Blog updated June 2018
As revenue from inheritance tax continues to increase year on year, Sarah Cornish, Partner in Coodes Solicitors’ Wills, Probate and Trusts team, gives her advice on how we can all plan better for the future, ensuring your money goes to the people who matter the most to you after you are gone.
According to HM Revenue and Customs, revenue from inheritance tax from April 2017 to March 2018, was 8.1 per cent higher than in the same period last year. This continues a yearly trend of huge increases to revenue earned through inheritance tax.
Inheritance tax – the tax on your possessions, property and savings after your death – is a growing concern to many people. You probably want to ensure your loved ones benefit from your assets after you have gone. So, while inheritance tax is a reality, what can we do to ensure our money goes to the people who matter most to us in the future?
Remember that there is normally no inheritance tax to pay if the value of your estate is below £325,000. Inheritance tax will also not usually apply if you leave everything to your spouse or civil partner, a charity or a community amateur sports club. It is also worth knowing that if you are married or in a civil partnership and your estate falls under the current threshold, any unused threshold can be added to your spouse or partner’s threshold when he or she dies. This can increase their threshold to £650,000.
In addition, following recent changes to legislation, your individual threshold has now increased to £425,000 if you leave your home to your children, stepchildren or foster children. My colleague wrote about the introduction of what is known as the ‘Residence Nil Rate band’ here.
If your estate is likely to be above the threshold for inheritance tax, it is really worth being aware that you can make what is known as ‘gifts out of income’. My experience is that many people do not know that this is an option. Broadly speaking this means that if you have excess income you can give this away and it is immediately outside of your estate for inheritance tax purposes. However, there are a number of conditions that must be met, so it is important to speak to a lawyer or financial advisor to ensure you are managing this in the right way and keeping appropriate records. One of these conditions is that after making the gifts it must leave you with enough money to sustain your current standard of living. The main difference between gifts out of income and other gifts is that you do not need to survive for any period from the date of the gift for it to fall outside of your estate for inheritance tax purposes.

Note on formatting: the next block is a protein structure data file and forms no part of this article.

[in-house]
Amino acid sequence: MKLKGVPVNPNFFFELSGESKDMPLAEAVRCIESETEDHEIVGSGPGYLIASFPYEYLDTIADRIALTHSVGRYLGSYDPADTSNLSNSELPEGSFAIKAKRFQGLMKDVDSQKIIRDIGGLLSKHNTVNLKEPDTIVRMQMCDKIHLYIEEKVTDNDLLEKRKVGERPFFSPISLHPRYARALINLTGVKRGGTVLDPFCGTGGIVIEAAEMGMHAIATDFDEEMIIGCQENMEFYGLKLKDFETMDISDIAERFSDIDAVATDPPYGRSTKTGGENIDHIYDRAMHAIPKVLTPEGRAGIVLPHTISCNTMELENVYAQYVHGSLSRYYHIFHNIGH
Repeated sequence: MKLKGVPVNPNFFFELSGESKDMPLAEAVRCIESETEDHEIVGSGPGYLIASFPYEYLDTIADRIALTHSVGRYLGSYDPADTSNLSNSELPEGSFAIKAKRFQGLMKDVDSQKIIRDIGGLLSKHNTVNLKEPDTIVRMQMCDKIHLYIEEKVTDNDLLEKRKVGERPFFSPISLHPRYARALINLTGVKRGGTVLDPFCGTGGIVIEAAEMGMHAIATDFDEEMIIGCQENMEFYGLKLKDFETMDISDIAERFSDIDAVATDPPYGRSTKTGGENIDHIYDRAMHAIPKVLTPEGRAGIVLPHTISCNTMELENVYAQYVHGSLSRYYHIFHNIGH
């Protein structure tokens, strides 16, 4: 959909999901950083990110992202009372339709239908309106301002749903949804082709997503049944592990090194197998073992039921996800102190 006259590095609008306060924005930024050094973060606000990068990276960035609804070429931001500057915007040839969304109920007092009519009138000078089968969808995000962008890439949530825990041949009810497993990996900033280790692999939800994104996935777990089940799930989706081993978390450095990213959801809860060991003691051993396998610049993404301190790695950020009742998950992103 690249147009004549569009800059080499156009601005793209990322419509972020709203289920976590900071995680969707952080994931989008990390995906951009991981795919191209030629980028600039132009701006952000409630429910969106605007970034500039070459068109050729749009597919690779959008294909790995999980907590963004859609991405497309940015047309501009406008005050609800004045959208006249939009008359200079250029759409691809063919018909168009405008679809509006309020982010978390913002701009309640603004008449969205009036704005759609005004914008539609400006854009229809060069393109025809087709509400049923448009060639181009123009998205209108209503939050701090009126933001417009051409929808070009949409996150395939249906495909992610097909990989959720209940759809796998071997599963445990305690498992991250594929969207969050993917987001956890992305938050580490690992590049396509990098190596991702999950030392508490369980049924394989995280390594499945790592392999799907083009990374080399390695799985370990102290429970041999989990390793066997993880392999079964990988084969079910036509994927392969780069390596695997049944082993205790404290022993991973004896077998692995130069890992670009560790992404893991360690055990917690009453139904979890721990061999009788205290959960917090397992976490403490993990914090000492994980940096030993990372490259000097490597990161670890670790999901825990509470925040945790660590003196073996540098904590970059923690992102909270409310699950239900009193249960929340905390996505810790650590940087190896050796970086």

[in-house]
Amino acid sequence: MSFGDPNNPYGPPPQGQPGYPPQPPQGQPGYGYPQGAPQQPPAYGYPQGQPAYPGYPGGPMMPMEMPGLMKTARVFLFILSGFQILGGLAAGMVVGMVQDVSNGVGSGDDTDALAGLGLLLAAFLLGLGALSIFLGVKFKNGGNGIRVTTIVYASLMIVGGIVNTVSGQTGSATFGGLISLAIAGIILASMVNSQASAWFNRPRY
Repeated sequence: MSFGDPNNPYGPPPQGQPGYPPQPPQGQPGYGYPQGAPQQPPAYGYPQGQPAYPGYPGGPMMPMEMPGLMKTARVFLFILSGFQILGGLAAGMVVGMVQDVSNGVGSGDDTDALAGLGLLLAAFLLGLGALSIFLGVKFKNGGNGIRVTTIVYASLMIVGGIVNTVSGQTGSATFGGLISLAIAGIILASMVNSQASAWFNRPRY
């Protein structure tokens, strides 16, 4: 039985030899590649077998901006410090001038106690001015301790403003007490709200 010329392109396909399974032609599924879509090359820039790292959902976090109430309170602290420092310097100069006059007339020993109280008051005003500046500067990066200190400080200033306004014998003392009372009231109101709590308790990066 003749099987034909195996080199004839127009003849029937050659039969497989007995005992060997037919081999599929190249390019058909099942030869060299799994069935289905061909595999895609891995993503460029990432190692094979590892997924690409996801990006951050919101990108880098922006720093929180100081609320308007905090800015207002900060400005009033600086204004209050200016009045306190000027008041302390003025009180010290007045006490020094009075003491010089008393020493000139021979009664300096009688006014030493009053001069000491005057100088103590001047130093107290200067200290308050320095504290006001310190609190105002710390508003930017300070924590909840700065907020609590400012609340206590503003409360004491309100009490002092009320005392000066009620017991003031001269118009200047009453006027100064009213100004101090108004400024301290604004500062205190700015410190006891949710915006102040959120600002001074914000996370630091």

It is worth taking advice on the exemptions and reliefs you might be eligible for. There is an annual exemption on gifts, for example, which means you can give away £3,000 a year without anyone paying inheritance tax.
For farming families, this is an area that is particularly important. Some farming land, including farm buildings and land used to grow crops, can be passed on – either during your lifetime or after death – without the recipient paying inheritance tax. Again, advice is required so you know what applies in your individual circumstances.
Keep your estate under review to ensure it is still structured in the best possible way. Changes in personal circumstances and changing legislation may mean you need a different approach. Things rarely stay the same for long in life. This is why I advise people to give their estate planning an annual MOT.